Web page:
Open student projects

Apply your creativity and engage with cutting-edge research.

1. Economic potentials of H2 technologies within a multi-energy district (currently taken)

There has been a rapid acceleration in the expansion of electrolysis capacity in recent years. The previous year marked a record-breaking deployment of electrolysis technology [1]. Recovering waste heat from electrolysis and compression can improve the overall system efficiency. The integration of such waste heat into district heating systems has been investigated in literature [2], where levelized cost of heat has been used to value waste heat. However, given dynamic electricity price, time-varying hydrogen demand, potential provision of ancillary services to energy systems, time-varying thermal demand within the district heating network and the supply temperature level, the marginal cost of waste heat can vary during the day. In addition, base heat supply systems such as heat pumps are equipped to supply the heating demand. Therefore, the pricing of waste heat from a hydrogen-based system needs to be lower than the pricing of heat from heat pumps, to be accepted by consumers.

For more details or to participate, visit Project Information on SiROP.

2. Optimal design of multi-energy communities with heat prosumers

In response to the Swiss Energy Strategy 2050 and potential gas supply vulnerabilities, there is a growing interest in developing small-scale district heating systems in Switzerland. Transitioning from singular, gas/oil-reliant heating systems to multi-energy networks not only aligns with the Swiss environmental commitments but also enhance resilience against supply disruptions. Traditional individual heating units, designed to meet peak demands, are often underutilized, while also posing concerns due to their dependency on gas supply. By interconnecting buildings, we can optimize energy use at the local level. Integrating advanced control systems into these networks can further enhance energy efficiency and responsiveness. Nonetheless, design of such small-scale district heating system is different from conventional centralized district heating system, in terms of cost, ecological impacts and additional constraints such as resource availability and limited space. Therefore, the economical and ecological aspects of such energy communities need to be thoroughly investigated taking into account different scenarios of retrofitting strategies, heating demand density, long-term thermal demand forecast and technology mixes including their operational and embodied emissions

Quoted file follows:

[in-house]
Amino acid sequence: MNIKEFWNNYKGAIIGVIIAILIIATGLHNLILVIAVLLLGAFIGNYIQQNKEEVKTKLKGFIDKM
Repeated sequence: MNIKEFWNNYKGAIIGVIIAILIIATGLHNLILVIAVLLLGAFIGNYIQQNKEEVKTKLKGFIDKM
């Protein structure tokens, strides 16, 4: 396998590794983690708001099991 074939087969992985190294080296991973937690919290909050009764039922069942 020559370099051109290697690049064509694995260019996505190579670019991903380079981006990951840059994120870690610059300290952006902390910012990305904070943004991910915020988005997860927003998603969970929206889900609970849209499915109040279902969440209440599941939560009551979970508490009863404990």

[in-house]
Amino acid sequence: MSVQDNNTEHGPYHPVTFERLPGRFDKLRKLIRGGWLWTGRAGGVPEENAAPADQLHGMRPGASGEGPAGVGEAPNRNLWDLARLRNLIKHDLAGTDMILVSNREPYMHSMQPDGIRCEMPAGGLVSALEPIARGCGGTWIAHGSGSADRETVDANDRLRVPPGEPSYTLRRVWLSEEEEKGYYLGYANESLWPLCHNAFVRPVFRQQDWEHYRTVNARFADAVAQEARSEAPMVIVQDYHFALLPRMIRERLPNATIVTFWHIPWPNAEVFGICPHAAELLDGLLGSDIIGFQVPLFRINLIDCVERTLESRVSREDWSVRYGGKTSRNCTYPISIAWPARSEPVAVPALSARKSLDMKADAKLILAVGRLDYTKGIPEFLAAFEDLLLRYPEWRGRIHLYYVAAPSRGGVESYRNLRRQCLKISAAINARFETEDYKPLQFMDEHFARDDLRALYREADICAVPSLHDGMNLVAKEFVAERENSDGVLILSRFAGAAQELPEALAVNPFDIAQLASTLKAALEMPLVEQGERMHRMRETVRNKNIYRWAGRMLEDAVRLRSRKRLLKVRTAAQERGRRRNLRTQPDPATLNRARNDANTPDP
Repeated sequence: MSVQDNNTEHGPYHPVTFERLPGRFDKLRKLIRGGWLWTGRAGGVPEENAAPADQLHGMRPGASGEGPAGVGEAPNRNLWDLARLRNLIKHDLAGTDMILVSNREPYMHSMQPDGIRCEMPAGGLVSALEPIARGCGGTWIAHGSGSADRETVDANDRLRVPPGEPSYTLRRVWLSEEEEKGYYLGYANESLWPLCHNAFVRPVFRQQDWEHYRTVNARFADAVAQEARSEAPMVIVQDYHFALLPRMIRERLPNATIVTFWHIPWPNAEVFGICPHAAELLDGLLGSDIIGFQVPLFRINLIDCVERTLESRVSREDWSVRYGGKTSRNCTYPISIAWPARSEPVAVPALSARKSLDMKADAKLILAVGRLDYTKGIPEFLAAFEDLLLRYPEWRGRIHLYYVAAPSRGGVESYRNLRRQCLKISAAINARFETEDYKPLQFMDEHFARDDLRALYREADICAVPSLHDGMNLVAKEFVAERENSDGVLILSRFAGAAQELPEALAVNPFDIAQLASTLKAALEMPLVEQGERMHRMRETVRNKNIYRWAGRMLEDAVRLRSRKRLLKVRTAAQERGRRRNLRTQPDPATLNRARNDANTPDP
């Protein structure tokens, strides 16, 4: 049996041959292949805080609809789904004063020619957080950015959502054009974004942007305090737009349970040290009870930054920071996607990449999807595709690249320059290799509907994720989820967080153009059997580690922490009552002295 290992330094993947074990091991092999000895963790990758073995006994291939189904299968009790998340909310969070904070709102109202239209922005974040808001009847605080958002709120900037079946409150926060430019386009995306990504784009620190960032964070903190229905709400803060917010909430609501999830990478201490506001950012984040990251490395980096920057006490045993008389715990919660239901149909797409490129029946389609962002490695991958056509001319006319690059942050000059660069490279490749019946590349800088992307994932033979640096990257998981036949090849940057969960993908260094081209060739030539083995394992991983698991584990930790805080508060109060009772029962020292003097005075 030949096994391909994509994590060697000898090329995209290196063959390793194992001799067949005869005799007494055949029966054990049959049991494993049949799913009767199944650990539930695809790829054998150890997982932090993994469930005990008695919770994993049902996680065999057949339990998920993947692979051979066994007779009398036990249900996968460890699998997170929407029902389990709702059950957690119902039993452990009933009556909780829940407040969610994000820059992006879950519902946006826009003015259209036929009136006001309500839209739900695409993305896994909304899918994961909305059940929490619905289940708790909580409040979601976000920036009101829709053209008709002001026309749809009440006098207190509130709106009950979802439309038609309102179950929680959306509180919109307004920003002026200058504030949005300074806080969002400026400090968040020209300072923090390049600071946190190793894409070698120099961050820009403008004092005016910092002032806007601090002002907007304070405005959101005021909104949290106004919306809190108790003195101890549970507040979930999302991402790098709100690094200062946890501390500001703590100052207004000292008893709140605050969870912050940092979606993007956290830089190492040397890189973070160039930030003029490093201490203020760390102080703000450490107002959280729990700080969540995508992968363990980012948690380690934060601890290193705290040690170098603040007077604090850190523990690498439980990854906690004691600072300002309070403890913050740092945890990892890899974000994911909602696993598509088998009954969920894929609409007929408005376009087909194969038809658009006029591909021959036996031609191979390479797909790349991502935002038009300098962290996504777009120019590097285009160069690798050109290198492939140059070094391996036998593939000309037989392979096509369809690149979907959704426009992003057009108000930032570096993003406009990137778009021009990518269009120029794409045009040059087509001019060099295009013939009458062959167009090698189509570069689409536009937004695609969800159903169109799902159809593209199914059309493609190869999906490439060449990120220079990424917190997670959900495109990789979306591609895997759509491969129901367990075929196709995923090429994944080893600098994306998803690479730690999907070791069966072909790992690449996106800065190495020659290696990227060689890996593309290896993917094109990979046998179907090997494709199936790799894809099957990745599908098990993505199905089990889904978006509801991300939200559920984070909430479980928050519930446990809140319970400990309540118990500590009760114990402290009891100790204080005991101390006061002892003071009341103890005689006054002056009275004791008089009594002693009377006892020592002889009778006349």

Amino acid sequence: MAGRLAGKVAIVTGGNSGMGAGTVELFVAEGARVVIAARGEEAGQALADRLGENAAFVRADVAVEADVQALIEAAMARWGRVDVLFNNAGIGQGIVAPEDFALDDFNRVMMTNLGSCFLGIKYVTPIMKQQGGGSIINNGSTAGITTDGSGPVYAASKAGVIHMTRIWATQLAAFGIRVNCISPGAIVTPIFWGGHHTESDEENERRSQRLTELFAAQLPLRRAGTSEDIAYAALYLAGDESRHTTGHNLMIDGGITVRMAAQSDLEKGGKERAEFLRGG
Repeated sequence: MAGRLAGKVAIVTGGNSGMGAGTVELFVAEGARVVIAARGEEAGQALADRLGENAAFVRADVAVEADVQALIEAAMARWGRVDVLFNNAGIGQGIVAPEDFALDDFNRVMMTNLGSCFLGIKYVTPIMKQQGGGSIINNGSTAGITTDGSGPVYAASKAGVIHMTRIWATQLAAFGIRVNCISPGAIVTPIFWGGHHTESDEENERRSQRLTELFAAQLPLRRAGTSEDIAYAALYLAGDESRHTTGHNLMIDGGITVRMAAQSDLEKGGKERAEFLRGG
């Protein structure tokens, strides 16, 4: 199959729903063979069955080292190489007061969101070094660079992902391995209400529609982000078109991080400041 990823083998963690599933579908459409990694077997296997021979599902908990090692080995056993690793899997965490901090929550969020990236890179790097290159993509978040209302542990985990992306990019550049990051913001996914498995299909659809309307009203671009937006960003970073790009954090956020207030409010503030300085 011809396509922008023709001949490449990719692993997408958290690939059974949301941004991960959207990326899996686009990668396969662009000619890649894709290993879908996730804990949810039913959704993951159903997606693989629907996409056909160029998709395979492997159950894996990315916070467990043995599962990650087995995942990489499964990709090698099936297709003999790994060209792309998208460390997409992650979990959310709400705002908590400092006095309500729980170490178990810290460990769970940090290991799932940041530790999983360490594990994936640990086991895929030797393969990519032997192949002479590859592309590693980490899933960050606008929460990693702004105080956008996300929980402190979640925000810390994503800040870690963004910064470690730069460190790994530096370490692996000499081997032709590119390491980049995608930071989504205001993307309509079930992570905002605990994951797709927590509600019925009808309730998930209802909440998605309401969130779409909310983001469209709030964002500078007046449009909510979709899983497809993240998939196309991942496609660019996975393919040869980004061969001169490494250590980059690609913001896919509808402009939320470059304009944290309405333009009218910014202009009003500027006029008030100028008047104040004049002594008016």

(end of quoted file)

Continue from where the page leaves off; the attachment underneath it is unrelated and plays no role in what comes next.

For more details or to participate, visit Project Information on SiROP.

3. Optimal digital transformation in building sector

Buildings are major contributors to global energy consumption and carbon emissions. The rise of information and communication technology (ICT) infrastructure has made digital transformation in the building sector increasingly feasible. However, the cost-effectiveness of sensor-based systems for energy management remains an open question. The trade-off between investing in sensor-based systems versus the resulting cost savings during building operation will be investigated in the project.

For more details or to participate, visit Project Information on SiROP.

4. How reliable is the energy flexibility-assisted smart energy system (currently taken)

Amid the large-scale integration of renewables, energy system is increasingly relying on the demand-side flexibility provision. Flexibility provision with significant deviations from the contracted amount can be considered as a failure and associated with penalties. However, reliable provision of demand-side flexibility for system support has received little attention so far. This study aims to develop a conceptual framework for evaluating the reliability of demand-side flexibility exploring multiple sources of impacts, such as heat pump failure and occupants interactions.

For more details or to participate, visit Project Information on SiROP.

5. Interpret data-driven control decisions

System control interpretability is essential for user trust. This project will investigate the interpretability of in-house data-driven controller decisions. The objective is to improve transparency, thus facilitating their application in managing energy systems. By focusing on transparent control mechanisms, this research aims to bridge the gap between complex control strategies and user trust.

For more details or to participate, visit Project Information on SiROP.

6. Evaluate the robustness of data-driven controllers

Performance of data-driven controller can be compromised corrupt data. This can have significant implications, especially in systems that rely on accurate data for decision-making. In this project, we will focus on robustness of data-driven controllers for applications in buildings.

For more details or to participate, visit Project Information on SiROP.